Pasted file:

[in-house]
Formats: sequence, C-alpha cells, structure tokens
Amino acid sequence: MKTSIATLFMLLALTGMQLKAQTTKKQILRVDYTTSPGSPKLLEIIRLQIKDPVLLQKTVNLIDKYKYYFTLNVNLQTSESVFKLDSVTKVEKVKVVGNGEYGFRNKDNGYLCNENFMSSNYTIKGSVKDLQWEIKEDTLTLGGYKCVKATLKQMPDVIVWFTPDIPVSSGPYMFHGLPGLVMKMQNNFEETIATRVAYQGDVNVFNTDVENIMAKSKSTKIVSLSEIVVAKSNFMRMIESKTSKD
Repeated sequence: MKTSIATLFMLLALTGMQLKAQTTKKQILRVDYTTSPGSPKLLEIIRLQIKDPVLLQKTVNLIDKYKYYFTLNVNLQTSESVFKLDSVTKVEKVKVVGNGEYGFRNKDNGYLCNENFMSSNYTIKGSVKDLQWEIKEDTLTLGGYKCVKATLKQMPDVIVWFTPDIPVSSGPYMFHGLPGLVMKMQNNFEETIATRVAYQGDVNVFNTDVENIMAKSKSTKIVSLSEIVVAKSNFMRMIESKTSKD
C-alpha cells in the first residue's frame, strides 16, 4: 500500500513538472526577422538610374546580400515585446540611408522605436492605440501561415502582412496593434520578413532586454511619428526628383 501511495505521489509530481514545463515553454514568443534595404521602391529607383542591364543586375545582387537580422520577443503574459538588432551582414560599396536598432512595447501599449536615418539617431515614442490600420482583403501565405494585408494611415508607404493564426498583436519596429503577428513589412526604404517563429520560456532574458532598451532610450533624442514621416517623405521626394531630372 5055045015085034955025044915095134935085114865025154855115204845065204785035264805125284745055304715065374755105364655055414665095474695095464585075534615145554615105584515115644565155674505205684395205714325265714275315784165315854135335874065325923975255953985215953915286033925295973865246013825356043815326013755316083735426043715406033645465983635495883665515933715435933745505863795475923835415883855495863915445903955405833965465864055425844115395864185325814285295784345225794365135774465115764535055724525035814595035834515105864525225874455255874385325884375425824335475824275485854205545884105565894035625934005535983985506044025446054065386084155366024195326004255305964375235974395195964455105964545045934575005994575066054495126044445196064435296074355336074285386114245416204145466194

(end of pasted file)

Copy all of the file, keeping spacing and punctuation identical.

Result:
[in-house]
Formats: sequence, C-alpha cells, structure tokens
Amino acid sequence: MKTSIATLFMLLALTGMQLKAQTTKKQILRVDYTTSPGSPKLLEIIRLQIKDPVLLQKTVNLIDKYKYYFTLNVNLQTSESVFKLDSVTKVEKVKVVGNGEYGFRNKDNGYLCNENFMSSNYTIKGSVKDLQWEIKEDTLTLGGYKCVKATLKQMPDVIVWFTPDIPVSSGPYMFHGLPGLVMKMQNNFEETIATRVAYQGDVNVFNTDVENIMAKSKSTKIVSLSEIVVAKSNFMRMIESKTSKD
Repeated sequence: MKTSIATLFMLLALTGMQLKAQTTKKQILRVDYTTSPGSPKLLEIIRLQIKDPVLLQKTVNLIDKYKYYFTLNVNLQTSESVFKLDSVTKVEKVKVVGNGEYGFRNKDNGYLCNENFMSSNYTIKGSVKDLQWEIKEDTLTLGGYKCVKATLKQMPDVIVWFTPDIPVSSGPYMFHGLPGLVMKMQNNFEETIATRVAYQGDVNVFNTDVENIMAKSKSTKIVSLSEIVVAKSNFMRMIESKTSKD
C-alpha cells in the first residue's frame, strides 16, 4: 500500500513538472526577422538610374546580400515585446540611408522605436492605440501561415502582412496593434520578413532586454511619428526628383 501511495505521489509530481514545463515553454514568443534595404521602391529607383542591364543586375545582387537580422520577443503574459538588432551582414560599396536598432512595447501599449536615418539617431515614442490600420482583403501565405494585408494611415508607404493564426498583436519596429503577428513589412526604404517563429520560456532574458532598451532610450533624442514621416517623405521626394531630372 5055045015085034955025044915095134935085114865025154855115204845065204785035264805125284745055304715065374755105364655055414665095474695095464585075534615145554615105584515115644565155674505205684395205714325265714275315784165315854135335874065325923975255953985215953915286033925295973865246013825356043815326013755316083735426043715406033645465983635495883665515933715435933745505863795475923835415883855495863915445903955405833965465864055425844115395864185325814285295784345225794365135774465115764535055724525035814595035834515105864525225874455255874385325884375425824335475824275485854205545884105565894035625934005535983985506044025446054065386084155366024195326004255305964375235974395195964455105964545045934575005994575066054495126044445196064435296074355336074285386114245416204145466194